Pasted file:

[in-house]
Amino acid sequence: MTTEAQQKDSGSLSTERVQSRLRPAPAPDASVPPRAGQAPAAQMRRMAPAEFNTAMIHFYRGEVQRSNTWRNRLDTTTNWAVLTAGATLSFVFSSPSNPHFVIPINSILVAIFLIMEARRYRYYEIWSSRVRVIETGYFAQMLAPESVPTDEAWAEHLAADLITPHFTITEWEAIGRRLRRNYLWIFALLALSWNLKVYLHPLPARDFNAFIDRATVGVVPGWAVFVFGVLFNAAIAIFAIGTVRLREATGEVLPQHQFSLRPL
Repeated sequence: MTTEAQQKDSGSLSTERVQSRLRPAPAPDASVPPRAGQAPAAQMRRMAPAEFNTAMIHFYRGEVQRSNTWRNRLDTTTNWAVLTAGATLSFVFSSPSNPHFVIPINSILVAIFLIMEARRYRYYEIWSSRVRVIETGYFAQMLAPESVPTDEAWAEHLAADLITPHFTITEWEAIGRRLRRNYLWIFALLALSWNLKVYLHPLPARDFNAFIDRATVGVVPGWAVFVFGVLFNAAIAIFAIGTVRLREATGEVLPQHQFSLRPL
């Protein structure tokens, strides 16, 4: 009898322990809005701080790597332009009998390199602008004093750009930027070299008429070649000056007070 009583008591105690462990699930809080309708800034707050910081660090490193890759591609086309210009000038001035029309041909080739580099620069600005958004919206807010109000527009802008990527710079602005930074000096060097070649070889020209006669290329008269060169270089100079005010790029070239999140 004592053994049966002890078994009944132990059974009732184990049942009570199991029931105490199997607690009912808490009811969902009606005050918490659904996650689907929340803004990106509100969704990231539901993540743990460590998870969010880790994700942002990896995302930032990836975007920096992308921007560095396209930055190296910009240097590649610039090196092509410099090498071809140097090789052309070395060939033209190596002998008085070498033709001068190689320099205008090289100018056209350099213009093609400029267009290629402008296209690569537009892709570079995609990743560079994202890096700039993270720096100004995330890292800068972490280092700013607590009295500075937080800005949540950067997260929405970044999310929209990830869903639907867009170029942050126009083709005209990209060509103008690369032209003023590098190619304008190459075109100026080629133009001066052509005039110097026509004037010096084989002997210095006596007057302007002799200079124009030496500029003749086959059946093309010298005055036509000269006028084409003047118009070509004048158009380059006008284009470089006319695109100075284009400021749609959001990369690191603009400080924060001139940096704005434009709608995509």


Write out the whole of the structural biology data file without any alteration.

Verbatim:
[in-house]
Amino acid sequence: MTTEAQQKDSGSLSTERVQSRLRPAPAPDASVPPRAGQAPAAQMRRMAPAEFNTAMIHFYRGEVQRSNTWRNRLDTTTNWAVLTAGATLSFVFSSPSNPHFVIPINSILVAIFLIMEARRYRYYEIWSSRVRVIETGYFAQMLAPESVPTDEAWAEHLAADLITPHFTITEWEAIGRRLRRNYLWIFALLALSWNLKVYLHPLPARDFNAFIDRATVGVVPGWAVFVFGVLFNAAIAIFAIGTVRLREATGEVLPQHQFSLRPL
Repeated sequence: MTTEAQQKDSGSLSTERVQSRLRPAPAPDASVPPRAGQAPAAQMRRMAPAEFNTAMIHFYRGEVQRSNTWRNRLDTTTNWAVLTAGATLSFVFSSPSNPHFVIPINSILVAIFLIMEARRYRYYEIWSSRVRVIETGYFAQMLAPESVPTDEAWAEHLAADLITPHFTITEWEAIGRRLRRNYLWIFALLALSWNLKVYLHPLPARDFNAFIDRATVGVVPGWAVFVFGVLFNAAIAIFAIGTVRLREATGEVLPQHQFSLRPL
């Protein structure tokens, strides 16, 4: 009898322990809005701080790597332009009998390199602008004093750009930027070299008429070649000056007070 009583008591105690462990699930809080309708800034707050910081660090490193890759591609086309210009000038001035029309041909080739580099620069600005958004919206807010109000527009802008990527710079602005930074000096060097070649070889020209006669290329008269060169270089100079005010790029070239999140 004592053994049966002890078994009944132990059974009732184990049942009570199991029931105490199997607690009912808490009811969902009606005050918490659904996650689907929340803004990106509100969704990231539901993540743990460590998870969010880790994700942002990896995302930032990836975007920096992308921007560095396209930055190296910009240097590649610039090196092509410099090498071809140097090789052309070395060939033209190596002998008085070498033709001068190689320099205008090289100018056209350099213009093609400029267009290629402008296209690569537009892709570079995609990743560079994202890096700039993270720096100004995330890292800068972490280092700013607590009295500075937080800005949540950067997260929405970044999310929209990830869903639907867009170029942050126009083709005209990209060509103008690369032209003023590098190619304008190459075109100026080629133009001066052509005039110097026509004037010096084989002997210095006596007057302007002799200079124009030496500029003749086959059946093309010298005055036509000269006028084409003047118009070509004048158009380059006008284009470089006319695109100075284009400021749609959001990369690191603009400080924060001139940096704005434009709608995509």